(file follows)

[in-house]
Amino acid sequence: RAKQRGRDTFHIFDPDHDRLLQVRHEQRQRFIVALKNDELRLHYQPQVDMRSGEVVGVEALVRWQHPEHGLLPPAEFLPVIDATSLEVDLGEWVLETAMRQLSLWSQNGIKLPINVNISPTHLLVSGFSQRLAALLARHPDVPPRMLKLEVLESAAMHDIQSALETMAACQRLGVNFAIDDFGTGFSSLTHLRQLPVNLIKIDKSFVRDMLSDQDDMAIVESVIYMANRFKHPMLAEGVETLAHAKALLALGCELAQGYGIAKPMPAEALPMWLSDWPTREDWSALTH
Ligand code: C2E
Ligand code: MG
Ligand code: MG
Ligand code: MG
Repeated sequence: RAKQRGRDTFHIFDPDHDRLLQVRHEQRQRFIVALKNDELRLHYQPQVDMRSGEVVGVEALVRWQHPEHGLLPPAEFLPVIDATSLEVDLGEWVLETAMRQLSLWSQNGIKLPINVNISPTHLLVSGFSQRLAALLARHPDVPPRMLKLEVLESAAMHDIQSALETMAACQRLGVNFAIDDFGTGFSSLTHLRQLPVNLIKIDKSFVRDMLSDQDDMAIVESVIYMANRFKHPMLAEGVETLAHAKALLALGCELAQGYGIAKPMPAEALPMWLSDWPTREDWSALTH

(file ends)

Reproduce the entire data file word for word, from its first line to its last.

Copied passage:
[in-house]
Amino acid sequence: RAKQRGRDTFHIFDPDHDRLLQVRHEQRQRFIVALKNDELRLHYQPQVDMRSGEVVGVEALVRWQHPEHGLLPPAEFLPVIDATSLEVDLGEWVLETAMRQLSLWSQNGIKLPINVNISPTHLLVSGFSQRLAALLARHPDVPPRMLKLEVLESAAMHDIQSALETMAACQRLGVNFAIDDFGTGFSSLTHLRQLPVNLIKIDKSFVRDMLSDQDDMAIVESVIYMANRFKHPMLAEGVETLAHAKALLALGCELAQGYGIAKPMPAEALPMWLSDWPTREDWSALTH
Ligand code: C2E
Ligand code: MG
Ligand code: MG
Ligand code: MG
Repeated sequence: RAKQRGRDTFHIFDPDHDRLLQVRHEQRQRFIVALKNDELRLHYQPQVDMRSGEVVGVEALVRWQHPEHGLLPPAEFLPVIDATSLEVDLGEWVLETAMRQLSLWSQNGIKLPINVNISPTHLLVSGFSQRLAALLARHPDVPPRMLKLEVLESAAMHDIQSALETMAACQRLGVNFAIDDFGTGFSSLTHLRQLPVNLIKIDKSFVRDMLSDQDDMAIVESVIYMANRFKHPMLAEGVETLAHAKALLALGCELAQGYGIAKPMPAEALPMWLSDWPTREDWSALTH